Christmas is one of the most celebrated and eagerly awaited festivals of the year. People forget all their miseries and hardships, to enjoy the festive month of December, in which Lord Jesus Christ was born. Kids eagerly await the arrival of Santa Claus for receiving presents in their stockings and enjoy the delicious feast that waits the whole family on Christmas night. Christmas is hence an occasion, which poets over the years have explored. The poets in their poetry have written about diverse legends, stories, beliefs and on the Christmas spirit. Here we have given you few such famous poems that have today become synonymous with the festival and its spirit. So enjoy these famous Christmas poems.
The Christmas Night by Lucy Maud Montgomery is a poem, in which the
poetess makes us travel to the times the lord was born.
The Christmas Night
Wrapped was the world in slumber deep,
By seaward valley and cedarn steep,
And bright and blest were the dreams of its sleep;
All the hours of that wonderful night-tide through
The stars out blossomed in fields of blue,
A heavenly chaplet, to diadem
The King in the manger of Bethlehem.
Out on the hills the shepherds lay,
Wakeful, that never a lamb might stray,
Humble and clean of heart were they;
Thus it was given them to hear
Marvellous harpings strange and clear,
Thus it was given them to see
The heralds of the nativity.
In the dim-lit stable the mother mild
Looked with holy eyes on her child,
Cradled him close to her heart and smiled;
Kingly purple nor crown had he,
Never a trapping of royalty;
But Mary saw that the baby's head
With a slender nimbus was garlanded.
Speechless her joy as she watched him there,
Forgetful of pain and grief and care,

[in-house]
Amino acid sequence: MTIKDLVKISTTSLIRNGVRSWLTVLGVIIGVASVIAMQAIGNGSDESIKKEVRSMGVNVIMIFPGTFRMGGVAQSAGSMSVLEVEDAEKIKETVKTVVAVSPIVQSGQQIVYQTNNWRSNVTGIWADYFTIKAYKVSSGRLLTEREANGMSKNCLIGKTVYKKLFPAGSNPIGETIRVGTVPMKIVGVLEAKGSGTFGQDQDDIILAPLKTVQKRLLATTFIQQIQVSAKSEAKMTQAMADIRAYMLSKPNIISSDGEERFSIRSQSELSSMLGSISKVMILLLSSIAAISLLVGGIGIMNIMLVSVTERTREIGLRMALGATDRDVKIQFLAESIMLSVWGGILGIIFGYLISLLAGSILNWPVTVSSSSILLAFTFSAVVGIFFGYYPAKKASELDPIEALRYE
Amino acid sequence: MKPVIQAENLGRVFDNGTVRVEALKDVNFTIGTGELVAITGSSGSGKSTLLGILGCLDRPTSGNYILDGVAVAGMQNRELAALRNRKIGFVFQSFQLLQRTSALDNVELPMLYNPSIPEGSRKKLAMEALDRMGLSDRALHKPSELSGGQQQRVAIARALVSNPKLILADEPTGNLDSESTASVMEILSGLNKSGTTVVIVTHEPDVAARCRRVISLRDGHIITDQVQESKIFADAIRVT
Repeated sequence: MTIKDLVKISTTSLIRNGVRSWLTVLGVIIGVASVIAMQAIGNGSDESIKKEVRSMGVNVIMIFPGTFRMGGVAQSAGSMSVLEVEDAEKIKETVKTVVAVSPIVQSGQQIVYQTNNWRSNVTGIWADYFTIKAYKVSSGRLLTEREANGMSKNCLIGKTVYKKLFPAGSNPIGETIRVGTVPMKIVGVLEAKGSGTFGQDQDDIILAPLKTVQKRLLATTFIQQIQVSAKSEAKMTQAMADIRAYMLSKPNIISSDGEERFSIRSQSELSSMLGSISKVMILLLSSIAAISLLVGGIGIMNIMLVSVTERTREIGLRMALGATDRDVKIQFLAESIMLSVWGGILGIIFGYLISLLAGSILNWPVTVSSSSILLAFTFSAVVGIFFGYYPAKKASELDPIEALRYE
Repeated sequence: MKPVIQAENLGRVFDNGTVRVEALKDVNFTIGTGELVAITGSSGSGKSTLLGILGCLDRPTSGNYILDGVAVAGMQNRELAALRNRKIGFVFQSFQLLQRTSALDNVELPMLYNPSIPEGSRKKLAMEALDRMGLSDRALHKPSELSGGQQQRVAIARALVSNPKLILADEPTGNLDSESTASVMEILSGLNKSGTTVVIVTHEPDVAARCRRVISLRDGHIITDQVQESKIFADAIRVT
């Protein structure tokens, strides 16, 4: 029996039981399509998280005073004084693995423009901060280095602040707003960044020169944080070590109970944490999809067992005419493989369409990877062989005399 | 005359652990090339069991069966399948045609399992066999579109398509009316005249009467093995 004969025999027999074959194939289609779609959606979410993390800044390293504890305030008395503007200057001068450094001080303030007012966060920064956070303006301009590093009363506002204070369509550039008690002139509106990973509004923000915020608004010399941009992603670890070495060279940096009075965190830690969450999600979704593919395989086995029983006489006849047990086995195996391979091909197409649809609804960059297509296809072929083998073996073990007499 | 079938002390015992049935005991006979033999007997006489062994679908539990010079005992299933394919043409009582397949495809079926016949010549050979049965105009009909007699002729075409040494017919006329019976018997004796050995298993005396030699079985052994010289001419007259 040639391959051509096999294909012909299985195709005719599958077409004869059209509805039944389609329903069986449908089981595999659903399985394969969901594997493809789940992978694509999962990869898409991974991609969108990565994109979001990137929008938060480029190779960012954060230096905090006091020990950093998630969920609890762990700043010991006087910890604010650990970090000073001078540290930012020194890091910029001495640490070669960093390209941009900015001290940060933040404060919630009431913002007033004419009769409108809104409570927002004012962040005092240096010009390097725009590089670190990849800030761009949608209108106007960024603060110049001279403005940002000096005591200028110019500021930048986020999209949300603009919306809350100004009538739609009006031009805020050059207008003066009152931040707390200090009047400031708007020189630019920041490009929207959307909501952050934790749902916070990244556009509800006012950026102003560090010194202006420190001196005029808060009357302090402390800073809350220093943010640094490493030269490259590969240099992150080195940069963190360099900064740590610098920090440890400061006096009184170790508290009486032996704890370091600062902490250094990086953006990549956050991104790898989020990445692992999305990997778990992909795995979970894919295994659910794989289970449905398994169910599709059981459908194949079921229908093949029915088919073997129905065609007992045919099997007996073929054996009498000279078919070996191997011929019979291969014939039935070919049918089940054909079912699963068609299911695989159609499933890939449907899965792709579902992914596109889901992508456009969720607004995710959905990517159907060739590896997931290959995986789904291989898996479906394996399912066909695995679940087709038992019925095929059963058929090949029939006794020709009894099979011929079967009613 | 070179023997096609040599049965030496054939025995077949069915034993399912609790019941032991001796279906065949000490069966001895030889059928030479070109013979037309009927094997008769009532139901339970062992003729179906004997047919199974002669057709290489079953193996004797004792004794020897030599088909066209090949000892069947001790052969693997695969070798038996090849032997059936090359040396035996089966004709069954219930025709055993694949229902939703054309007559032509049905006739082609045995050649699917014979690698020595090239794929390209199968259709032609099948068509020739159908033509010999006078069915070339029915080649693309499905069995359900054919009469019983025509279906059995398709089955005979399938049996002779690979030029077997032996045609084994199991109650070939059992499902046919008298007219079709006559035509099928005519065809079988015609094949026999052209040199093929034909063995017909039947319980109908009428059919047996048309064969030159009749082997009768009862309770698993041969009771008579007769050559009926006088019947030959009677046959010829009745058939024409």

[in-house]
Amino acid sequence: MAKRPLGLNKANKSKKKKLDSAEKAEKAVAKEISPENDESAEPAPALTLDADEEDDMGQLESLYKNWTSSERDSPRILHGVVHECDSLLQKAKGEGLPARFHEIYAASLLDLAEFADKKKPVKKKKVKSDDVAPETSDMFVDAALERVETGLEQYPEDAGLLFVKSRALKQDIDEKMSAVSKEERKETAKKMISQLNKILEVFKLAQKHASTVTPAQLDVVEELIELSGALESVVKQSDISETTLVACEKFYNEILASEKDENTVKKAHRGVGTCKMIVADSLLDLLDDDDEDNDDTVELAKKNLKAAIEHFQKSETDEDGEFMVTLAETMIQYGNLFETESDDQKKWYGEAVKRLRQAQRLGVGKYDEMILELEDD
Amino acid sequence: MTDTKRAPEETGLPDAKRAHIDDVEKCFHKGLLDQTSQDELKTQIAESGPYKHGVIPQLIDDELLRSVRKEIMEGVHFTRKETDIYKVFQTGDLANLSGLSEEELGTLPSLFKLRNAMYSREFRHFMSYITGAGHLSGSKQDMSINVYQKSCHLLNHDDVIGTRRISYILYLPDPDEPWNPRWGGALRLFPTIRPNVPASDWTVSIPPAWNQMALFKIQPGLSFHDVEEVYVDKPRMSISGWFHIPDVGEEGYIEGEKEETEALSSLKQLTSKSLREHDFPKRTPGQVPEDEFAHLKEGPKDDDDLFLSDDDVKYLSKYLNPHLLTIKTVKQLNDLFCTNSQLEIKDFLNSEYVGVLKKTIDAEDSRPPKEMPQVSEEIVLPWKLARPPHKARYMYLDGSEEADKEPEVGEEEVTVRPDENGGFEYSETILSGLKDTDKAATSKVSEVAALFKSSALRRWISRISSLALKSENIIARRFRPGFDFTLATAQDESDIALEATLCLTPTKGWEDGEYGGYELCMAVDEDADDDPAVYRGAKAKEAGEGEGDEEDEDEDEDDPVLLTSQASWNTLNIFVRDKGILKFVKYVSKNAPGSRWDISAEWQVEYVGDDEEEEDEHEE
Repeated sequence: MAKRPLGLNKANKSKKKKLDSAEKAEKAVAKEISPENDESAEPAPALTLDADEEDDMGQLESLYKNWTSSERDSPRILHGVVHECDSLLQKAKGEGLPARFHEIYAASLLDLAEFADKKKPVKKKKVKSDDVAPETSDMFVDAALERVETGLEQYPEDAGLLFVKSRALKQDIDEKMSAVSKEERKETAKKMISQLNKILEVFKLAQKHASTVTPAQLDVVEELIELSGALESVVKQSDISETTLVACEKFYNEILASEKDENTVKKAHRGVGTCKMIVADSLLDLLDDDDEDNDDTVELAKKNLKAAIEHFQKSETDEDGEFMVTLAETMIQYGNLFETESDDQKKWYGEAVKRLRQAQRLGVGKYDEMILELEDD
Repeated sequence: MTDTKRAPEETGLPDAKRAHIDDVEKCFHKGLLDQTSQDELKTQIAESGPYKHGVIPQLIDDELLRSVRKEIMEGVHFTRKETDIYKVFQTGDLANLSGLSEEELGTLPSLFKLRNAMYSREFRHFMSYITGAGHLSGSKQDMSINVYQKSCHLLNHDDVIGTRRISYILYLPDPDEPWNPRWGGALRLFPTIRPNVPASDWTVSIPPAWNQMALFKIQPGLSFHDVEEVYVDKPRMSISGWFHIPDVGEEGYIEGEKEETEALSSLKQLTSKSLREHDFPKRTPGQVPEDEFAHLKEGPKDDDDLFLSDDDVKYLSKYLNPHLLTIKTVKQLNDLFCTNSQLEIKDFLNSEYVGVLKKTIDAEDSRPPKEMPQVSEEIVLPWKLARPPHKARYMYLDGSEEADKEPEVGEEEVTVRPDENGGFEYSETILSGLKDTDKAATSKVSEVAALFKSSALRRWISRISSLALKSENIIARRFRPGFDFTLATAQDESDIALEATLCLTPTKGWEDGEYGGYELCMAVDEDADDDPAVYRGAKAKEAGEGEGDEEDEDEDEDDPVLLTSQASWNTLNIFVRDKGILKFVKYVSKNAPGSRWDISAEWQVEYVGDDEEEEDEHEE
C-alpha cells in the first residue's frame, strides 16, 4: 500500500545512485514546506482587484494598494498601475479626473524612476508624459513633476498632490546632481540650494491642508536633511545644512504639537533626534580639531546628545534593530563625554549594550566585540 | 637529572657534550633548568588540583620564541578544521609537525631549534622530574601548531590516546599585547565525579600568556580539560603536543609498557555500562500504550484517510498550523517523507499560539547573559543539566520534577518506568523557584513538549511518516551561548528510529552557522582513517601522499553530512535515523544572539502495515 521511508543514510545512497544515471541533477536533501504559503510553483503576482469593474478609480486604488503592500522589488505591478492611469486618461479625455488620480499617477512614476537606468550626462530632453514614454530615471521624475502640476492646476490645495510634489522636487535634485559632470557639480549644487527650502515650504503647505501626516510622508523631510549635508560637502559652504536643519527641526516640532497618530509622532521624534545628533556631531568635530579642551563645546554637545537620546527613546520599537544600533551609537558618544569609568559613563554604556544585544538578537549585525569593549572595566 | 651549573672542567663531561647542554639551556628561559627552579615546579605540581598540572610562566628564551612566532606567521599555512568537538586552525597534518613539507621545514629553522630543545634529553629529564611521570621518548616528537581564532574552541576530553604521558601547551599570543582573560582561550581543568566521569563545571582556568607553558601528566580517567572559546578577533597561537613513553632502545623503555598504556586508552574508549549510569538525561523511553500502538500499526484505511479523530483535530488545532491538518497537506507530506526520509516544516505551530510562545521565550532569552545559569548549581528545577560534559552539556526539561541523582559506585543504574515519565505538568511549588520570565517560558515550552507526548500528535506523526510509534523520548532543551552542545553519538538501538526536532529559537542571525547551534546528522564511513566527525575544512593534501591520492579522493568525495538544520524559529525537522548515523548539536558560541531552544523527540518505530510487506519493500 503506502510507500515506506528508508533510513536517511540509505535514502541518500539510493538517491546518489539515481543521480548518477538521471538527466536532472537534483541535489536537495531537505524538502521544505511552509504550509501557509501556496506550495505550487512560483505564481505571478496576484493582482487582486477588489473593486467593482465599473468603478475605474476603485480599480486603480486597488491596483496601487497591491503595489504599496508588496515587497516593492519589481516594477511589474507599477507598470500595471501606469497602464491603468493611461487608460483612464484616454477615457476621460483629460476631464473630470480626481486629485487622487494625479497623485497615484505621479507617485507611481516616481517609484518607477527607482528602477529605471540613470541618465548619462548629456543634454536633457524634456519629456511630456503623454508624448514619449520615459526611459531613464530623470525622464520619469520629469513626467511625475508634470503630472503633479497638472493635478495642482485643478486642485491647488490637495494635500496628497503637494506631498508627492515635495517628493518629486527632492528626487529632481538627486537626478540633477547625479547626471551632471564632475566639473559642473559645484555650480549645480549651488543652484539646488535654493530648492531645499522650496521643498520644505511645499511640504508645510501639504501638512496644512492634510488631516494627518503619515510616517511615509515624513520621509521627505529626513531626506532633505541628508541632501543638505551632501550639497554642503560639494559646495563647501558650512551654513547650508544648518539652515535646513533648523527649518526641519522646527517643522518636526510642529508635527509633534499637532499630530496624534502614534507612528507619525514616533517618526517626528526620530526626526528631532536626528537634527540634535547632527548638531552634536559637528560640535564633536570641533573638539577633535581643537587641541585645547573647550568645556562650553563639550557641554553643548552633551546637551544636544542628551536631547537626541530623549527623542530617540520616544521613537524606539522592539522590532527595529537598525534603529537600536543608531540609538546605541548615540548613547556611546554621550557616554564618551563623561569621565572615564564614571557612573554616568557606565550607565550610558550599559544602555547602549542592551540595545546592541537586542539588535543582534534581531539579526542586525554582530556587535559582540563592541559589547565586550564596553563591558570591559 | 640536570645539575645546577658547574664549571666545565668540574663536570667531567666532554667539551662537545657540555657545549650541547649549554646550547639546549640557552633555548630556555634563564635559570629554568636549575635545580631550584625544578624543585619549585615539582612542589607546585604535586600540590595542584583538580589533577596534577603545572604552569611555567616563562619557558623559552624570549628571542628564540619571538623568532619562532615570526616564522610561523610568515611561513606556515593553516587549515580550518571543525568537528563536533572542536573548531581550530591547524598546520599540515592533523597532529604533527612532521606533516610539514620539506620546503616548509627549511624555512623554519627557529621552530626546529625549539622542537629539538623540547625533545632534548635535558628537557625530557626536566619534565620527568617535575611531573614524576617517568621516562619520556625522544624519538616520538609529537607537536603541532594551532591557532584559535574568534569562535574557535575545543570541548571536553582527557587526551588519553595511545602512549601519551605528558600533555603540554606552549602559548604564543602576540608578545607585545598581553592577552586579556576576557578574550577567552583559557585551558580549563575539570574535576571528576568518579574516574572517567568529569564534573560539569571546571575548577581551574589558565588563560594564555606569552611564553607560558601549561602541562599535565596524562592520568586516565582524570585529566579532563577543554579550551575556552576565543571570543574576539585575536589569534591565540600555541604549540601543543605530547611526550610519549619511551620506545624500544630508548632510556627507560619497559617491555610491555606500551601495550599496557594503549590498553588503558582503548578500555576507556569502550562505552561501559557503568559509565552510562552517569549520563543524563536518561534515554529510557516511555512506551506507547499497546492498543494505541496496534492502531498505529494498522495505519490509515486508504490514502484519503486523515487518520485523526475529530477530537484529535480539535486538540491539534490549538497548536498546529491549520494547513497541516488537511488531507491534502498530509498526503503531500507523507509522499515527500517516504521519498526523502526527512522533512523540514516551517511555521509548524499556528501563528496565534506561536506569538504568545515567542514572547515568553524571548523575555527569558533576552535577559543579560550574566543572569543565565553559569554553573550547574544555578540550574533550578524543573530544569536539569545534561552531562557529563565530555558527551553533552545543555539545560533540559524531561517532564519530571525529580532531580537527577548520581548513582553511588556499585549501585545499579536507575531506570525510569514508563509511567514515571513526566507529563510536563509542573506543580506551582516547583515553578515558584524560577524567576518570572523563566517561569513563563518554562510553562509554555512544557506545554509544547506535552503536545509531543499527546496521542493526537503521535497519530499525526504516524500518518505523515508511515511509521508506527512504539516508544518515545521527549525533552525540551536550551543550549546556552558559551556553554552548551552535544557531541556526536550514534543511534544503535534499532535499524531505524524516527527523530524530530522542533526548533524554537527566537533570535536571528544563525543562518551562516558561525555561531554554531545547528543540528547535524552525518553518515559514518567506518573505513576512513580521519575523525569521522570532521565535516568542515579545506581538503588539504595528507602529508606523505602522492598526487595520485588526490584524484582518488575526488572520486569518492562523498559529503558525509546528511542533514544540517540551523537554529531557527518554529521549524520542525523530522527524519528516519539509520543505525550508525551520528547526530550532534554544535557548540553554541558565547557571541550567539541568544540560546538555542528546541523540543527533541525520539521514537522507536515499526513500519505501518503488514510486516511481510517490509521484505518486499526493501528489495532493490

And every thought in her soul was a prayer;
While under the dome of the desert sky
The Kings of the East from afar drew nigh,
And the great white star that was guide to them
Kept ward o'er the manger of Bethlehem.
This is one of the few oldest poems on Christmas we have today. Written
by Major Henry Livingston Jr., in which the poet has described the
scene, the night before Christmas, when everybody is eagerly awaiting
for Santa Claus.
'Twas the Night Before Christmas
or Account of a Visit from St. Nicholas
'Twas the night before Christmas, when all through the house
Not a creature was stirring, not even a mouse;
The stockings were hung by the chimney with care,
In hopes that St. Nicholas soon would be there;
The children were nestled all snug in their beds,
While visions of sugar-plums danced in their heads;
And mamma in her 'kerchief, and I in my cap,
Had just settled down for a long winter's nap,
When out on the lawn there arose such a clatter,
I sprang from the bed to see what was the matter.
Away to the window I flew like a flash,
Tore open the shutters and threw up the sash.
Robert Frost is one of the most famous English poets, who has written
numerous poems and portrayed a realistic life in his poems. The
Christmas Trees is one such famous poem.
The city had withdrawn into itself
And left at last the country to the country;
When between whirls of snow not come to lie
And whirls of foliage not yet laid, there drove
A stranger to our yard, who looked the city,
Yet did in country fashion in that there